I hear it every day when my American-born as-native-speaker-as-it-comes husband says to our daughter - \"you have no choice, go do you room\".

I\'ve heard it on numerous occasions from mothers of my child\'s classmates, all of them American native speakers, in discussion of the same matter - how messy the child is, how often he/she \"does his/her room\"... They will be very surprised if (no, now it\'s actually \"when\") I tell them that the English they use is non-existent.

When somebody attacks me just for something which is written in my profile (that my native language is not English), I can tell that person that I think 100 times before I put something as an answer to an \"English monolingual\" question and run it by not one, but numerous native-speakers, fully understanding that I might have good knowledge of the language, but not the \"feeling\" which comes only of being born into this language.

If any one of you didn\'t hear the above expression before, I can assure you that generally speaking, you haven\'t heard many more expressions floating around in your own native tongue, and this is perfectly normal, nobody can know everything.

But what is NOT normal is the wish to put a stopper on anybody who is not the \"aborigene\" of your language and proclaim that since you\'re native speakers, you hold the \"absolute truth\" about the language you speak - in all aspects, always... In all honesty, you do not.

The rules of communication - \"Do unto others...\"

If people are polite with me, I\'m polite.

I\'m a peace-maker by nature and those who are familiar with my peer-grading and answers, will testify to that. And I\'m not rude, too.

But I refuse to be considered \"second-class\" and to not have a right to answer to unjust and impolite criticism in a manner it deserves - using irony, too. All I said is that if a person accusing me of being illiterate is correct, then my husband is illiterate, and all those mothers at school need to redefine how they speak English.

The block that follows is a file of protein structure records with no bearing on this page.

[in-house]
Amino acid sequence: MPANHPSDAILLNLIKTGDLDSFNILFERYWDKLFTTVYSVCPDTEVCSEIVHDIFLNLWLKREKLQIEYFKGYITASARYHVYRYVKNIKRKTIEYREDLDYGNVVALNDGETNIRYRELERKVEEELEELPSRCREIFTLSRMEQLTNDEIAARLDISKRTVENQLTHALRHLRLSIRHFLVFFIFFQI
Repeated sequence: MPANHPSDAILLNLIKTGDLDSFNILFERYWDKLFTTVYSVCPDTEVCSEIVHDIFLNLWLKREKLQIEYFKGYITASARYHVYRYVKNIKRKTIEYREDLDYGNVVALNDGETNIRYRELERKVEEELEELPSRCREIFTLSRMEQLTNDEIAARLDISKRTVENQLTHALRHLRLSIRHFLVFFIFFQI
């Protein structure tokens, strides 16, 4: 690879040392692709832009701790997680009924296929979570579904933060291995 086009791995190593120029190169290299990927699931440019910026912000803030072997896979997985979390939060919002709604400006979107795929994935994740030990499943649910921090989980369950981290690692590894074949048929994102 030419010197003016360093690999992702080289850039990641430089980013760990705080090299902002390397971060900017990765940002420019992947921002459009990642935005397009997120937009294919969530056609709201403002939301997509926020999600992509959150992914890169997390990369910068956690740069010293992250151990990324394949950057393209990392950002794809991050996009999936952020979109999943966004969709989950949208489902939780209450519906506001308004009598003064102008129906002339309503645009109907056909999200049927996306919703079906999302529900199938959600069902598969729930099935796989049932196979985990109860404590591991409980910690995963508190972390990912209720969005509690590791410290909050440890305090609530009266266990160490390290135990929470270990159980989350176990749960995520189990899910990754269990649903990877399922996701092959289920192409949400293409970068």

My answer to this unfortunate peer-grading is actually a valid argument based on the accusation that was made against me, no rudeness, no patronizing whatsoever. None. It\'s not there. The only way it can be considered rude or patronizing is if I\'m not considered an equal professional, but only a second-class something not having a right to answer to criticism. This I refuse to accept.

Best of luck to everybody and apologies to the Asker for having to witness all of this.

Tatiana Neroni
PRO pts in pair: 20

Peer comments on this answer (and responses from the answerer)
disagree  Sue Goldian: "Do a room" is not English.
18 mins
  -> Then all my American-born family members with university degrees (lawyers mainly) are illiterate... They use it. Like saying to the child "go do your room" = "go tidy up your room". Native speakers don't see anything un-English about it and use it...

neutral  John Kinory: Never mind about the English: your reply to Sue is rude and patronising. Lawyers and university degrees are irrelevant here
6 hrs
  -> How can I possibly patronize the patronizer?

disagree  Werner George Patels, M.A., C.Tran.(ATIO): No one says that - "false memories", eh?
7 hrs
  -> Never say never. Native speaker is not an award and does not presuppose absolute knowledge of everything, you know...

agree  xxxxeni: Tatiana, I guess it is just that your irony was lost upon peers... That happens and has nothing to do with the language.
1 day27 mins
  -> That's correct, Ksenia... The whole point was the arbitrarines of the first peer-grading. Not "I never heard it used", but "is not English" - like the final judgement. There is criticism and criticism...
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21 mins   confidence: Answerer confidence 5/5 peer agreement (net): +4
Leave them as they are.


Explanation:
Unless you absolutely need to use either "do" or "make," I would leave these sentences as they are.

(One correction for the first sentence - replace "in" with "at," - "We buy everything we need at the new supermarket."